Alexander wants more money for schools
Alexander’s Senate committee has held several hearings on the safe return to school and work in recent months. In a recent interview with CNBC, he said the federal government should give schools and colleges more money to safely provide in-person learning.
The Senate is expected to begin debate over another coronavirus relief package, which could include more money for schools, when it returns from its July Fourth recess next week. Alexander estimates that $50-$75 billion is needed for elementary and secondary schools and colleges and universities to reopen safely, according to Education Week. The money would be used to help schools cover costs of barriers, hand sanitizer and other resources as they prepare to reopen.
On the other side of the Capitol, U.S. Rep. Bobby Scott of Virginia, chair of the House Education and Labor Committee, blasted the administration for putting politics over health and safety.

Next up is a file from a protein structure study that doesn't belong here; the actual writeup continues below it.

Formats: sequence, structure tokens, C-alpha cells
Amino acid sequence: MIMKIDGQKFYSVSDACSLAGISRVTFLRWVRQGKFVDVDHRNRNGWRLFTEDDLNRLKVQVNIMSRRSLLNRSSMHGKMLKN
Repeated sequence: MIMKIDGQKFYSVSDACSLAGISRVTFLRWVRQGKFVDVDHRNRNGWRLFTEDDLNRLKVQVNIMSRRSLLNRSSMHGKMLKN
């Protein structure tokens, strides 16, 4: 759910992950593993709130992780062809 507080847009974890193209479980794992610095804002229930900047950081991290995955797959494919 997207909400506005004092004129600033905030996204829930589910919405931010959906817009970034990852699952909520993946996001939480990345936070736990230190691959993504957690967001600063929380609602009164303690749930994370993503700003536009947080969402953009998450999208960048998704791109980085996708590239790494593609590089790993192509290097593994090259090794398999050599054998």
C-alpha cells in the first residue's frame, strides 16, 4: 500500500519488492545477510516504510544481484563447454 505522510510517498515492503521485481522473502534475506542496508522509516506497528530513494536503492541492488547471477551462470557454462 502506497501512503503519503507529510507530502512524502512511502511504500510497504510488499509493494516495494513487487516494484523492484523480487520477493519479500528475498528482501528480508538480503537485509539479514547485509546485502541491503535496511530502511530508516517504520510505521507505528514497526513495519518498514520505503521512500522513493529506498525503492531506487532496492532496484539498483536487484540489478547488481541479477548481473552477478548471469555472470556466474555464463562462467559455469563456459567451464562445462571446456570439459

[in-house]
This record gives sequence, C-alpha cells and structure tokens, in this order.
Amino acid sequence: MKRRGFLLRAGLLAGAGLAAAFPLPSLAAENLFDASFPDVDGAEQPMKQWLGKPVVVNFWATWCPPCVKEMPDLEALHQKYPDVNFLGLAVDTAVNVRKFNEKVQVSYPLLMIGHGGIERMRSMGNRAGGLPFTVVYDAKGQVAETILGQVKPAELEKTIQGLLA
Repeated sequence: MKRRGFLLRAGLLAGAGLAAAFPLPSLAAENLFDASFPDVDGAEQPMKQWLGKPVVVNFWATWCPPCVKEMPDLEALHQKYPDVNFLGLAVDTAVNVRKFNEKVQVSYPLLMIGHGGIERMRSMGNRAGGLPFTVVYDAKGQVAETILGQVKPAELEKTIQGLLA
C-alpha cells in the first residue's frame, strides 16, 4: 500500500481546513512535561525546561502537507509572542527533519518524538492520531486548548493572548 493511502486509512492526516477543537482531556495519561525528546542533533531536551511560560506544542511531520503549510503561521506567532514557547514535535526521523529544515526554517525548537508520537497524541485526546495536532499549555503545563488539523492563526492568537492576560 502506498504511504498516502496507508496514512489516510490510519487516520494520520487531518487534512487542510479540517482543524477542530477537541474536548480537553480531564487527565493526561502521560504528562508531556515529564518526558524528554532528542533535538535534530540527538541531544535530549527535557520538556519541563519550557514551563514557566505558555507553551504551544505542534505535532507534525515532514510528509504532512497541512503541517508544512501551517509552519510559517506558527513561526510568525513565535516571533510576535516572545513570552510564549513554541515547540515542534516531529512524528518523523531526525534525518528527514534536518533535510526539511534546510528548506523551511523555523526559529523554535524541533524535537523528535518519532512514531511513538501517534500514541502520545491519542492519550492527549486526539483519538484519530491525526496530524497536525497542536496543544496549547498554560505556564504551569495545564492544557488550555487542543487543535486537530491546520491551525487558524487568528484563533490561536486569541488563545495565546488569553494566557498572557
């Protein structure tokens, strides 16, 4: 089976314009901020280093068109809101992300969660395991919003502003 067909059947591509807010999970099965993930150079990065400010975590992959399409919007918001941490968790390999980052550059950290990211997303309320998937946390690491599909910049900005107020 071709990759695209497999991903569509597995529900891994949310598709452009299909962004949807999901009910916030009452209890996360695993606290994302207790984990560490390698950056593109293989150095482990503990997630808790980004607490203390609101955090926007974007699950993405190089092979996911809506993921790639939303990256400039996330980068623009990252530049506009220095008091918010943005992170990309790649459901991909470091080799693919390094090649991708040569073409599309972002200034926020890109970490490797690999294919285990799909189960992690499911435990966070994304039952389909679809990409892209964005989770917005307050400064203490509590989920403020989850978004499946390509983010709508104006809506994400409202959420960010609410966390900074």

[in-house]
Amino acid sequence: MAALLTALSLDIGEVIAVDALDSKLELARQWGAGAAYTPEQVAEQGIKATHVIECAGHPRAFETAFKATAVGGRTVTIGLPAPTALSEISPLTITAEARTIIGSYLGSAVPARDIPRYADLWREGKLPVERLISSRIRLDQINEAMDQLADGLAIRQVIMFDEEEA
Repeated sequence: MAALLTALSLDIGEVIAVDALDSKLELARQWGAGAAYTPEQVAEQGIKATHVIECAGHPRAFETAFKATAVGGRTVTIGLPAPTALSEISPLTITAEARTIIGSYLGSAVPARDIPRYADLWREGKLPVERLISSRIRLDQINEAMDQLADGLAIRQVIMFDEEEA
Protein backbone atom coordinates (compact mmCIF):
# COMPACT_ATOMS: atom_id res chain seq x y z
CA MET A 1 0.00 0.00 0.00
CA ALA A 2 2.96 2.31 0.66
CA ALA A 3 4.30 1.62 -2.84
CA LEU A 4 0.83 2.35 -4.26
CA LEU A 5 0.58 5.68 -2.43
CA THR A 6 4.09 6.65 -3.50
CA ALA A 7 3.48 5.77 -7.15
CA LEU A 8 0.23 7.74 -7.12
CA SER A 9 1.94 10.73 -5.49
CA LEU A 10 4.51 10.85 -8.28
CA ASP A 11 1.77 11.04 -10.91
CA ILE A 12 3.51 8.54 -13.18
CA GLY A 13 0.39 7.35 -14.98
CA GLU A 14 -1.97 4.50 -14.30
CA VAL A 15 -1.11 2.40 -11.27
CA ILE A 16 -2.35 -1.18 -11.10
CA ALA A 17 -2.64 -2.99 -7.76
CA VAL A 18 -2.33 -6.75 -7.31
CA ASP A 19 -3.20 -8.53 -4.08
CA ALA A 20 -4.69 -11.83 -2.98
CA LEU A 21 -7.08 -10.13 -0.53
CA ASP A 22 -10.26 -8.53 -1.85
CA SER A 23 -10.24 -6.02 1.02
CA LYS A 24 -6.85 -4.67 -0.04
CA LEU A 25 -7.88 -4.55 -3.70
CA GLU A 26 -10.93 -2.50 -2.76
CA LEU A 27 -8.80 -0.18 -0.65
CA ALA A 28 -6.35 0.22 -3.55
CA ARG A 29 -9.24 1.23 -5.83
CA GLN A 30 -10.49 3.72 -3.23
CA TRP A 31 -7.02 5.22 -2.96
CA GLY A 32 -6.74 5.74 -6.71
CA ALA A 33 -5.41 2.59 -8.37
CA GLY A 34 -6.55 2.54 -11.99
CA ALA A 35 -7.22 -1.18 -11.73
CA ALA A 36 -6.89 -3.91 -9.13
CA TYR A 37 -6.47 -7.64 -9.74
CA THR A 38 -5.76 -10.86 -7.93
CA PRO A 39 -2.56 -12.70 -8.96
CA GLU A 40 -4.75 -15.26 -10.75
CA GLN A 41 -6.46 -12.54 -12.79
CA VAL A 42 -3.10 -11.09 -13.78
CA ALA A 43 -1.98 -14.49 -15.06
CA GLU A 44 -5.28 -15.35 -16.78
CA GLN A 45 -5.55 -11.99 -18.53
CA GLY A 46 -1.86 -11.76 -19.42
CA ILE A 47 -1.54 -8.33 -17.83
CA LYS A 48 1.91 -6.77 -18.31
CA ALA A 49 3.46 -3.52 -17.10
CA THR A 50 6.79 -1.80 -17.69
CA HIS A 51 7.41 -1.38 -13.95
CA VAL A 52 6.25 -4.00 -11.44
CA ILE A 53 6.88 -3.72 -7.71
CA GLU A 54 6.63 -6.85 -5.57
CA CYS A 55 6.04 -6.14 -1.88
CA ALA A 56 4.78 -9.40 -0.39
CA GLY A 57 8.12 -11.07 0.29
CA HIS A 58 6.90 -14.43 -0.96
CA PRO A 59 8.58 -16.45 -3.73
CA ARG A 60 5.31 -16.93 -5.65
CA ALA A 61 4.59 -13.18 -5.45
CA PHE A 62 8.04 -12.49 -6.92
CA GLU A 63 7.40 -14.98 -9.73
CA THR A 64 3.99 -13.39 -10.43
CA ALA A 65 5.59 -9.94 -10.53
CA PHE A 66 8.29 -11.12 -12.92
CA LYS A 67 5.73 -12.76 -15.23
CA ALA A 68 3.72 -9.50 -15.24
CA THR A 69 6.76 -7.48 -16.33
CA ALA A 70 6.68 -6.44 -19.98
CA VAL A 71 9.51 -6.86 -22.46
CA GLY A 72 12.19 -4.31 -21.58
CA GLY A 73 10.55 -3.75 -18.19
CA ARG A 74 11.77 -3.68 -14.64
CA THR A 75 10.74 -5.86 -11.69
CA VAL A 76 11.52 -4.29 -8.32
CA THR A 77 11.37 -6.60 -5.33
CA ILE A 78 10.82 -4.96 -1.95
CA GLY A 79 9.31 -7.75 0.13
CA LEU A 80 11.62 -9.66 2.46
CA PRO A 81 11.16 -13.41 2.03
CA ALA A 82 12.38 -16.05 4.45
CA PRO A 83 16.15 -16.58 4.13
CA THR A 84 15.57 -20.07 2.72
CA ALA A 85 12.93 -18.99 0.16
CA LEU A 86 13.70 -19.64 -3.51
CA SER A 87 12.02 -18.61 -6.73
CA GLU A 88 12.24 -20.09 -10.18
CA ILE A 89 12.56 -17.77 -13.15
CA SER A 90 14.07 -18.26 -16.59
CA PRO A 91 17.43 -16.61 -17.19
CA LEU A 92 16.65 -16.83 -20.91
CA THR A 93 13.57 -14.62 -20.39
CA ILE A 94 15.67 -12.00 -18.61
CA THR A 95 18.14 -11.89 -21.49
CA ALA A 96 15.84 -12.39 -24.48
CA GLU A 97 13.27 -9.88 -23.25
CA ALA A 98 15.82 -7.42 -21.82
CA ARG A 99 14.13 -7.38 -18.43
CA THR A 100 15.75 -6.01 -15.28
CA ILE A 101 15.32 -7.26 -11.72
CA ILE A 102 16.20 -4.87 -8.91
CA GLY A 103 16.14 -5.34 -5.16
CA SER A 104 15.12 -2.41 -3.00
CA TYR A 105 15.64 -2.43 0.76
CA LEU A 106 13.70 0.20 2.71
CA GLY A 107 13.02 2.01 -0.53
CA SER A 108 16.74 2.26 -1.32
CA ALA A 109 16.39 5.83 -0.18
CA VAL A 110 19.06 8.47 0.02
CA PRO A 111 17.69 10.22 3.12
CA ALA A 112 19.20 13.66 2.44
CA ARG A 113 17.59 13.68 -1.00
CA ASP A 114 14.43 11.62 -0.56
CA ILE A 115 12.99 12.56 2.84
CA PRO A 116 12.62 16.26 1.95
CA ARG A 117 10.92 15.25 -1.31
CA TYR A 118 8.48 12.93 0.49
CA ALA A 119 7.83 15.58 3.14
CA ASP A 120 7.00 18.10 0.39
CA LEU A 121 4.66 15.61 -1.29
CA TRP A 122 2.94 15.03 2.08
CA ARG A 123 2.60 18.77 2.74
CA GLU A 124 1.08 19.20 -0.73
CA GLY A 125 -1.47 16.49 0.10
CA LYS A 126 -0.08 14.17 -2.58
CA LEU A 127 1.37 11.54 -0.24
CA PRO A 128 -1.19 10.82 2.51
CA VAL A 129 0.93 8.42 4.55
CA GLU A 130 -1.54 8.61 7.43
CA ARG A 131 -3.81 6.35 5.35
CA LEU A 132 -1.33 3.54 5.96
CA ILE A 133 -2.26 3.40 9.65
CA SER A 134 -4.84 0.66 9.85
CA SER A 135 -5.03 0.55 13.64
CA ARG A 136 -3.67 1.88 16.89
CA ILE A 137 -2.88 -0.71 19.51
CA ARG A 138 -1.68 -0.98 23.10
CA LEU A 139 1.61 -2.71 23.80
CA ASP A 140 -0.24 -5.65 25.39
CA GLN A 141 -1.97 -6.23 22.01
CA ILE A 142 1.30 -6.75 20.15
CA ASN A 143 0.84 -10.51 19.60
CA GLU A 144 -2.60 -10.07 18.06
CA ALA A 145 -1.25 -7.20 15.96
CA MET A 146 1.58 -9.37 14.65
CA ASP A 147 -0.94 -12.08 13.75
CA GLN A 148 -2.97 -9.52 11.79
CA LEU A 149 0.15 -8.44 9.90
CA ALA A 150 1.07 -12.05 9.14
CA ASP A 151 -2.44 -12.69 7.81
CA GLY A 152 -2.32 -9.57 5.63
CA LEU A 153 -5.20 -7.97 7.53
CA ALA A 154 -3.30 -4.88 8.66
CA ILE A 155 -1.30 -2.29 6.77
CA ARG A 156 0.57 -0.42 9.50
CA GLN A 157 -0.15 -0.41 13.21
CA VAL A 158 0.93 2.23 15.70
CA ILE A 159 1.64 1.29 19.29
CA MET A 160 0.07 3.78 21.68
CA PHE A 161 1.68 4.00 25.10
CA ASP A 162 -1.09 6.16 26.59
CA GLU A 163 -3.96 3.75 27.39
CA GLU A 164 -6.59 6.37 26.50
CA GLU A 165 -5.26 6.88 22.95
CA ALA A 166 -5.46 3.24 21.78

Reopening schools without the resources to do so safely poses risks to students and educators, Scott said in a statement. He called for support for a recent House-passed infrastructure package that would increase investments in state and local funding, which he said would help schools, and the economy, recover.
The bill passed almost entirely along partisan lines. Cooper and Democratic Rep. Steve Cohen, whose ninth district includes Memphis, voted for it, while the state’s GOP Reps. Phil Roe, Tim Burchett, Scott DesJarlais, John Rose, Mark Green and David Kustoff voted against.
DesJarlais — a physician and member of the GOP Doctors Caucus — signed on to a resolution declaring that local officials should make decisions about how and whether to reopen schools. The consequences of staying out of school differ depending on students’ location and economic status and that decisions about opening and operating schools “are best made at the local level,” the resolution states.